If you enjoy reading Greg Sheridan’s Diaries in this magazine, you’ll love this book. The author, a 30-year veteran journalist at the Australian, has his eyes and ears perpetually on the alert for what makes future political figures interesting – or what made them foolish in their younger days. I had the great pleasure of working with Sheridan for the best part of a decade, so I’d already heard some of his stories. Yet even I raced through these pages with addictive passion, not wishing to miss a word.
Few people can say what it was like to go to university with the Prime Minister. Sheridan could, and does in this book. His first recollections of Tony Abbott on campus in 1976 were of a ‘beefy fellow with sandy hair and a ready grin,’ whose walk ‘resembled an Australian version of the John Wayne lurch.’ (Has the walk really changed?)
Abbott and Sheridan had some genuine policy disagreements, if at 20 you can be said to have a policy. The former was a monarchist; the latter a republican. On music, Abbott loved country-and-western singer Glen Campbell; Sheridan recalls being picked up by his mate to travel to a Melbourne student conference in 1977 and being forced to listen to ‘Galveston’, ‘Wichita Lineman’ and Abbott’s favourite tune ‘Dreams of the Everyday Housewife’ time and again during the 12-hour drive. It was a maddening experience. And yet the unlikely friends were united in their Catholic faith and anti-communist campaign against left-wing radicals.
We learn that the Sydney-based Tony Abbott, like the Melbourne-based Peter Costello, was such a formidable student politician that union heavies tried to recruit him to the Labor party. It’s an interesting story. What’s missing here, though, is a satisfactory account for Abbott’s odyssey from the DLP to Liberalism. This is important, because journalists all too often link Abbott’s world view to that of Bob Santamaria. Worse, at least one journalist has conjured up images of the Santa-worshipping misogynist who can barely restrain himself from punching any woman he meets.
Of the wall-punching incident, Sheridan maintains it just never happened. He’d know. In David Marr’s telling, he supposedly intervened. ‘Tony I am sure has never in his life thrown, or indeed threatened, a punch outside the boxing ring or the rugby field,’ insists Sheridan: ‘Neither have I,’ he adds, ‘though as I never boxed or played rugby I didn’t throw one there either.’ The controversy is a reminder that Abbott has had to endure some poisonous and largely pointless ad hominem abuse.
At various stages in the book, Sheridan highlights Abbott’s sense of decency. When the author’s Dad was dying in 2007, in the heat of an election year, Abbott went occasionally to see him in hospital and was there to weep with Greg’s mother and to offer his support as he died. This side – the warm, caring, devoted Abbott – is rarely seen in public, but Sheridan’s tribute unmasks the real Tony.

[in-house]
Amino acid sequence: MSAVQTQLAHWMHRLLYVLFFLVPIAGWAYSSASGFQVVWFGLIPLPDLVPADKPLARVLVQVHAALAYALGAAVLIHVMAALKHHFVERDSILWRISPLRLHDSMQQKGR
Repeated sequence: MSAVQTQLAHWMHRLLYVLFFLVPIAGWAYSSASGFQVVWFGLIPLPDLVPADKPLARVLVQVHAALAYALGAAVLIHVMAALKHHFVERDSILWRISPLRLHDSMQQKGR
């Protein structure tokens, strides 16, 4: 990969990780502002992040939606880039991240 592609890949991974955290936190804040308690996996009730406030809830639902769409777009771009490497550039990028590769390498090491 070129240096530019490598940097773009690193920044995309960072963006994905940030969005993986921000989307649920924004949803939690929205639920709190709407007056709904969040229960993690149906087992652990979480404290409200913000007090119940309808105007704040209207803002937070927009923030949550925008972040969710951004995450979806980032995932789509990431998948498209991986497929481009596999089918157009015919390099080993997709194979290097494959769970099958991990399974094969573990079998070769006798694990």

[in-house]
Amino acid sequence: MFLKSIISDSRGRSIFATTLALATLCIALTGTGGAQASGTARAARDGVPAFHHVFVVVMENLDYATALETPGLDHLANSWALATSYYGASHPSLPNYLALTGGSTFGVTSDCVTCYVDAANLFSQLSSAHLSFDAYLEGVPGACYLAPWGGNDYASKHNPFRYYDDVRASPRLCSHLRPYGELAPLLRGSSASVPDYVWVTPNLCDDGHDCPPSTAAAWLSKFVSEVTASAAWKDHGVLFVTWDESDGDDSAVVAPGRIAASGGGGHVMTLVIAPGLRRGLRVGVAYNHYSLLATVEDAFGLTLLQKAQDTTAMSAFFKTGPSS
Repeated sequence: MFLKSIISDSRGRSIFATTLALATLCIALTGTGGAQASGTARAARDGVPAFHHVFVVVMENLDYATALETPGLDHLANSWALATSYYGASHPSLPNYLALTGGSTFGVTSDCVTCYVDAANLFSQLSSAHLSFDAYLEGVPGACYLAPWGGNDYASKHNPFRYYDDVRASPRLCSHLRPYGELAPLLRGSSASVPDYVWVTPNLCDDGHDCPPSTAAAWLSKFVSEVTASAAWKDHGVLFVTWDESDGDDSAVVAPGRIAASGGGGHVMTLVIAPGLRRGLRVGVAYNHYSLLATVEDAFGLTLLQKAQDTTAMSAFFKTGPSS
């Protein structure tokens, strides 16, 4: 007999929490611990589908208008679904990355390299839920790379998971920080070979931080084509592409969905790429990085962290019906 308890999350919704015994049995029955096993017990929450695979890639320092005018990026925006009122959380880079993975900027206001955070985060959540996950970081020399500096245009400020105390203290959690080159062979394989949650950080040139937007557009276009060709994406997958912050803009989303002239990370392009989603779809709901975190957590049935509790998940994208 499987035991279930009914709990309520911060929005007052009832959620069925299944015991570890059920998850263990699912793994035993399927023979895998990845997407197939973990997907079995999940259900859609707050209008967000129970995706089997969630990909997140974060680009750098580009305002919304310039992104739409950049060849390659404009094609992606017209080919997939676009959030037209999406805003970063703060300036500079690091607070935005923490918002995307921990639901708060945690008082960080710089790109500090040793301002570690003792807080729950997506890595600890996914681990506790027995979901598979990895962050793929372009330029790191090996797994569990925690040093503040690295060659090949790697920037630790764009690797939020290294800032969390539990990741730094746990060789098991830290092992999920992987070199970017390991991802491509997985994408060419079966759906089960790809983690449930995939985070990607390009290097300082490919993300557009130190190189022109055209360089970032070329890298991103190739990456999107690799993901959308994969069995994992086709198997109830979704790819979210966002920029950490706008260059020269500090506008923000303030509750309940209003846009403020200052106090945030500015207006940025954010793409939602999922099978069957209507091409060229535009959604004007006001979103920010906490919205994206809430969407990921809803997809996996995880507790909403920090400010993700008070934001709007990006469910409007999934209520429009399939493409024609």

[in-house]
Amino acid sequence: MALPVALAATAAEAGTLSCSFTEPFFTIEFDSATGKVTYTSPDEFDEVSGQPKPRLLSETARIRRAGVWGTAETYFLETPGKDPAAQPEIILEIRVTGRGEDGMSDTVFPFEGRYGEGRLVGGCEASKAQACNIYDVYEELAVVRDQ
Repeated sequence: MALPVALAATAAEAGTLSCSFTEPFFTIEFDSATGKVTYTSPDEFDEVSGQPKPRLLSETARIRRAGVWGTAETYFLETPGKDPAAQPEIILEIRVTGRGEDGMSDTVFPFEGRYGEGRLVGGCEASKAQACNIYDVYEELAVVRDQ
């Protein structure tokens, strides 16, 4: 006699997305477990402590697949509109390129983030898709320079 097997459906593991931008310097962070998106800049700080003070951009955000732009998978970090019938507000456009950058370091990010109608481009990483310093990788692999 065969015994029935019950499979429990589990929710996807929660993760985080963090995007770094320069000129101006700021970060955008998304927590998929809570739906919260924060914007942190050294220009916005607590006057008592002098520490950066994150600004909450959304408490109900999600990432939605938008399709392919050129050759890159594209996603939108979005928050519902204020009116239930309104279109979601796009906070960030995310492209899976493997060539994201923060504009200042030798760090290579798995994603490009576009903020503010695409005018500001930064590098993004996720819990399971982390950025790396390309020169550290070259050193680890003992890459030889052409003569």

There are other deft pen-portraits in When We Were Young & Foolish. In 1983 Bob Carr, a colleague at the Bulletin, ran for state parliament, and Sheridan and friends handed out how-to-vote cards for the Labor candidate. When Carr visited the polling booth while Sheridan was off getting coffee and sandwiches for the team, the future premier asked: ‘What, has Sheridan gone to pick up emergency rations of Quadrant and Commentary magazine, to sustain everybody across the long hours of the afternoon?’
Malcolm Turnbull, we are told, was ‘one of the most extraordinary and gifted men to pass through journalism’ (whose social circle represented ‘a touch of Brideshead Revisited’). He was also the only person in the Bulletin franchise who really made Sheridan nervous. ‘I always felt that I should have something immensely clever to say to him,’ Sheridan recalls, ‘and yet I most often felt like I’d forgotten to tighten up my tie or something.’
When he was the Australian’s first China correspondent in the mid-’80s, Sheridan earned the position of a footnote in political history: he was the first journalist whom diplomat Kevin Rudd ever briefed. Surely the first of thousands! Rudd later starred in the Beijing version of the Ashes (the annual grudge match between the Australian and UK embassies), but only because he had French cut the ball between himself and the wicket for the match-winning four runs.
It is such personal reminiscences of the likes of Abbott, Carr, Turnbull and Rudd, and the insights they combine to offer into the human condition, that make these stories unique. They are as light as a 350-page gossip column, studded with illuminating observations worthy of a great novel. The gossip is paramount, of course. None of it is nasty.
Frankness about self is another crucial ingredient of the best memoirs or diaries, and Sheridan admits to some horrific views. As a youngster, he was a ‘literary neurotic’ and ‘loudmouthed geek.’
Here is how he describes the worst hangover of his life in his mid-20s: ‘A throbbing pain throughout every part of my head associated with a tongue that tasted like a sun-cracked piece of leather encased in goat’s hair, and eyes that trembled in fear and pain at the merest hint of sunlight, not to mention a stomach ready to leap violently at the slightest disturbance or movement on my part.’
Sheridan is without question one of the finest Diarists to have graced these pages. Even when one takes issue with his foreign-policy views, no one can deny the author’s command of detail and self-deprecating humour. In this book Sheridan shows once again why he is one of the nation’s liveliest and quirkiest writers.
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